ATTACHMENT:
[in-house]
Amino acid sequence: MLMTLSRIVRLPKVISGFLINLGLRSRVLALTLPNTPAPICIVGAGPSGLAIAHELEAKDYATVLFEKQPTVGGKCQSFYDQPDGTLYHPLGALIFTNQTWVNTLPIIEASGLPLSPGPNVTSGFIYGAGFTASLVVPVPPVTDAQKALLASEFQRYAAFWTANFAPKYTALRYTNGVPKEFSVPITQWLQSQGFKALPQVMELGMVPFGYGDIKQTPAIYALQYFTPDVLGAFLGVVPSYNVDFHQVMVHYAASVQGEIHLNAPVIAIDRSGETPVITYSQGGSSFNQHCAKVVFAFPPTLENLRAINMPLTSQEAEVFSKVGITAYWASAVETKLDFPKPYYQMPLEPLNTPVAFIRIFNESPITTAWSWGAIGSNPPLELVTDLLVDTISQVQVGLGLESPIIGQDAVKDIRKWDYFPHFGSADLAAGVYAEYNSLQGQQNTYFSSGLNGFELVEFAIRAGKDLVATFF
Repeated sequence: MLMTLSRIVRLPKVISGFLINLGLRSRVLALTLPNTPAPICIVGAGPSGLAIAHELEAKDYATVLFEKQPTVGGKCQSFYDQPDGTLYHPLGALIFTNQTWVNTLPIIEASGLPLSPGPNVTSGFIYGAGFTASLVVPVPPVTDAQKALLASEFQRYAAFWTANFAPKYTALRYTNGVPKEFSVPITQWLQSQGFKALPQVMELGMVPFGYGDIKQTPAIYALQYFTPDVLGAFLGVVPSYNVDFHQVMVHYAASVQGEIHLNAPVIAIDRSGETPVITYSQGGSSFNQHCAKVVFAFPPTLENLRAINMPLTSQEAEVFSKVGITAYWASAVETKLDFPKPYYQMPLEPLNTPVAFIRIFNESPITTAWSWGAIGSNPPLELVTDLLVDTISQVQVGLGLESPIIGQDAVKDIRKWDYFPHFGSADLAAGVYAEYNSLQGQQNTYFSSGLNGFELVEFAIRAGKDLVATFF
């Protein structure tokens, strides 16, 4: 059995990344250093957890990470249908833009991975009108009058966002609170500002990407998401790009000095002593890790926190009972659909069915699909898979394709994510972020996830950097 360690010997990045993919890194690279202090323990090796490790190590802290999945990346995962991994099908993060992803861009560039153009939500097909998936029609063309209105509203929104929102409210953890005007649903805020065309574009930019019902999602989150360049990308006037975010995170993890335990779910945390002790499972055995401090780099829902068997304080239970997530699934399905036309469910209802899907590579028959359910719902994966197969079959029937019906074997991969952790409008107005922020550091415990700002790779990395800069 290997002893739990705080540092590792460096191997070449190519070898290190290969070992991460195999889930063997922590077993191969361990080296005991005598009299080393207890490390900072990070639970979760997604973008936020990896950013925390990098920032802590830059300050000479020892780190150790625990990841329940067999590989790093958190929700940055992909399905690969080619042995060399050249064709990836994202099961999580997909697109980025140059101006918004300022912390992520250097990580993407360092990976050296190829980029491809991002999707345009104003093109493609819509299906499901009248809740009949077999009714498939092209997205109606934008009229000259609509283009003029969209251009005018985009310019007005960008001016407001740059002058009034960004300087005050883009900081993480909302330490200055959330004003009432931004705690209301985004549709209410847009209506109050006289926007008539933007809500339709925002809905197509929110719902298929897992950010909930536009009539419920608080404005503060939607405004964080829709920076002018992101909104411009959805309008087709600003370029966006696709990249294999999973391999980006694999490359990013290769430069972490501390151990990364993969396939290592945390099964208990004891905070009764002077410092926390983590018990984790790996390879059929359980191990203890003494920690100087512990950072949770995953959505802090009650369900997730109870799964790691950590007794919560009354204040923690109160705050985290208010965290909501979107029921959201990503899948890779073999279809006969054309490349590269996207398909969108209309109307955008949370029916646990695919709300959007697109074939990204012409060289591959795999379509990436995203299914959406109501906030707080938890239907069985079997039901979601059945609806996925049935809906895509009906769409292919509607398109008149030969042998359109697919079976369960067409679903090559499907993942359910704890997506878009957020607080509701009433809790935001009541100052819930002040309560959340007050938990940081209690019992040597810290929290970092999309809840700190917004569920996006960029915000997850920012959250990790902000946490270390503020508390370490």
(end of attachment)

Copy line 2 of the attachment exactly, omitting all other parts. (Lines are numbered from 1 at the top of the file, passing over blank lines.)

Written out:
Amino acid sequence: MLMTLSRIVRLPKVISGFLINLGLRSRVLALTLPNTPAPICIVGAGPSGLAIAHELEAKDYATVLFEKQPTVGGKCQSFYDQPDGTLYHPLGALIFTNQTWVNTLPIIEASGLPLSPGPNVTSGFIYGAGFTASLVVPVPPVTDAQKALLASEFQRYAAFWTANFAPKYTALRYTNGVPKEFSVPITQWLQSQGFKALPQVMELGMVPFGYGDIKQTPAIYALQYFTPDVLGAFLGVVPSYNVDFHQVMVHYAASVQGEIHLNAPVIAIDRSGETPVITYSQGGSSFNQHCAKVVFAFPPTLENLRAINMPLTSQEAEVFSKVGITAYWASAVETKLDFPKPYYQMPLEPLNTPVAFIRIFNESPITTAWSWGAIGSNPPLELVTDLLVDTISQVQVGLGLESPIIGQDAVKDIRKWDYFPHFGSADLAAGVYAEYNSLQGQQNTYFSSGLNGFELVEFAIRAGKDLVATFF